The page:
Eminem uses several images to explain exactly what he is being blamed for, and that includes: school shootings, the drug epidemic, and rise of drug use among teenagers, and school violence. They claim teenagers are hypnotized by his music, and because he spoke on hard hitting topics of drugs, and violence that he had faced, and the kids joined in. With the Columbine shooting, Eric Harris (one of the shooters), was blonde and had blue eyes just like Eminem. Seeing that, the parents instantly needed someone to blame, as if it could not have been Harris’ parents own fault. The teens depicted in the video are shown as innocent white kids, as if, even when calling out that they are violent, and harmful, they still cannot do any wrong. Especially not in the eyes of their white family. White artists who were too intense for these families were to blame for this terror, Eminem and Marilyn Manson as examples. Marilyn Manson was just as controversial when it came to the topic of the Columbine Shooting, and how the kids were supposedly dressed in all black, and wearing makeup similar to Manson’s– which was proved to be untrue, neither wearing such thing, and neither even fans of Manson. Manson has done many articles, interviews, etc. since and spoken on how tired he was on people blaming anything they could for murders, yet not questioning it when it’s in bulk, like dropping bombs on countries. What really makes the two so different? That is the significance of the characters within the video labeled “I Am Eric”/”I Am Erica” not only a play on words with their names also spelling America, but how the white youth looks like Eminem, and seeing that representation causes them to be influenced easier by anything he says. So, because Eminem will speak on violence, and drugs, that is why the white youth are hooked. It is not because of bad parenting, or peer pressure, but simply Eminem’s music. They want you to be cautious of what you’re saying, not just in case anyone hears it, but because white people are hearing it. One of the final scenes of the video shows Eminem at a desk writing the lyrics of the song and having a rope around his neck, symbolising that people are watching his every move, and the second he messes something up, or does what they do not want him to, he will pay for it. People listen for this soul purpose.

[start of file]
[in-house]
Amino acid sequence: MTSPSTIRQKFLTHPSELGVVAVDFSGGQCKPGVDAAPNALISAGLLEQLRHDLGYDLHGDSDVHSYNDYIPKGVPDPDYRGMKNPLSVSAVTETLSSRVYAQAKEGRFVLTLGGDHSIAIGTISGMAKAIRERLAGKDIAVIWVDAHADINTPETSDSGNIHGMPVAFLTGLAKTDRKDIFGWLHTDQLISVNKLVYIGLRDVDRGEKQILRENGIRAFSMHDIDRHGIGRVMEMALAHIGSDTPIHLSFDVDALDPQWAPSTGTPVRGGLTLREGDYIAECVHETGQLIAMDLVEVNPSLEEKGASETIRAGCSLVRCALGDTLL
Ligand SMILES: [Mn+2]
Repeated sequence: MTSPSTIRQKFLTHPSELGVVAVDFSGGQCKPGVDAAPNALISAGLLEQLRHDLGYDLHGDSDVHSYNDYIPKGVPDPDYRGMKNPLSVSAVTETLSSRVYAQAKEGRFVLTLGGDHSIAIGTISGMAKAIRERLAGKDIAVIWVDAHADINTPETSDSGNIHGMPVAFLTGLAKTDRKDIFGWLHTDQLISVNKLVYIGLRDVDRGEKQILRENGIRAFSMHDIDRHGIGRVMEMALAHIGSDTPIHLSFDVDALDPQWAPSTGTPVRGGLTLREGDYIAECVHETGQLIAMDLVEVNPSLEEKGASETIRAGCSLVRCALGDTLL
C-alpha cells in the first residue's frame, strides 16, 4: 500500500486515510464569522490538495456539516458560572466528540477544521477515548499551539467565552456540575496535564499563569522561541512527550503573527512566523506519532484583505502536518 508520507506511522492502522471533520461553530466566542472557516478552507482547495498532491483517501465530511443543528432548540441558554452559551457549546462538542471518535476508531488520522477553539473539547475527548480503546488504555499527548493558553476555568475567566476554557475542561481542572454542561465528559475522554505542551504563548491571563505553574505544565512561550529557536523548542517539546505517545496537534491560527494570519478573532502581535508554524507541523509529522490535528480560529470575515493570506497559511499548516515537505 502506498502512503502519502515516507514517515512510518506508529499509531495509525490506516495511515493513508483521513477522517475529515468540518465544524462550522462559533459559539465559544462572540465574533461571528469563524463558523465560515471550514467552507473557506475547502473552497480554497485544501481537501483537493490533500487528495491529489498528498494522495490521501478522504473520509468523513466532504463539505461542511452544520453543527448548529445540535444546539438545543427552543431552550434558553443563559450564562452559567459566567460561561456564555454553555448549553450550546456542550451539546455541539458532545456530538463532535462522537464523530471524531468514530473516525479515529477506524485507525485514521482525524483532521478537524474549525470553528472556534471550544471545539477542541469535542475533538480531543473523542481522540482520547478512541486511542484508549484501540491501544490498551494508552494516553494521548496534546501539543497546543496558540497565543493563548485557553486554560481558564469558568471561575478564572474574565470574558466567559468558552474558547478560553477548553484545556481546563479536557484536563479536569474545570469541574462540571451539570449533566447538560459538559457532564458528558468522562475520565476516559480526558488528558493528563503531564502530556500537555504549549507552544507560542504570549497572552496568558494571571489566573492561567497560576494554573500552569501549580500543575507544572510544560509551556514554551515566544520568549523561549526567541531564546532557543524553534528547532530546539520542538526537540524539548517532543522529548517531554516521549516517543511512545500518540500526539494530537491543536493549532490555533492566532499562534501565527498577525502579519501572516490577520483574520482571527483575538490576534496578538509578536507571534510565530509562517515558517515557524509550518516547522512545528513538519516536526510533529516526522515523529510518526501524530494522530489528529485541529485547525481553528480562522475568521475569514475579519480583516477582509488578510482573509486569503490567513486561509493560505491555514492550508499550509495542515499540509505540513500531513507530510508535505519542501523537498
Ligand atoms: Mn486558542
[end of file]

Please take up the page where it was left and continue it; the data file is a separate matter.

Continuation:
Even over a decade and a half later, Eminem’s “White America” is still as relevant as it was in 2002. The general idea of blaming artists for the issues in our society is still a repetitive pattern, except, because Eminem rarely makes music in 2017, there are really no white rappers to place blame on. The dominant race in hip-hop remains black people, and unfortunately, they continue to carry the burden of blame for our youth today. I listen to people argue that artists like Future–who raps about drugs, and lean, causes kids to do this. I believe that today, kids are very much more vulnerable, and they are more willing to try these things, but they would be trying these things regardless, just like Eminem’s time. We use these things to cover the continued issues, like police brutality, drug use, etc., similar to the issues Eminem spoke on. Eminem simply opened the door for the white youth to open their ears to hip-hop, and “stuff they had never”/”would never be exposed to.”
By Brian Naing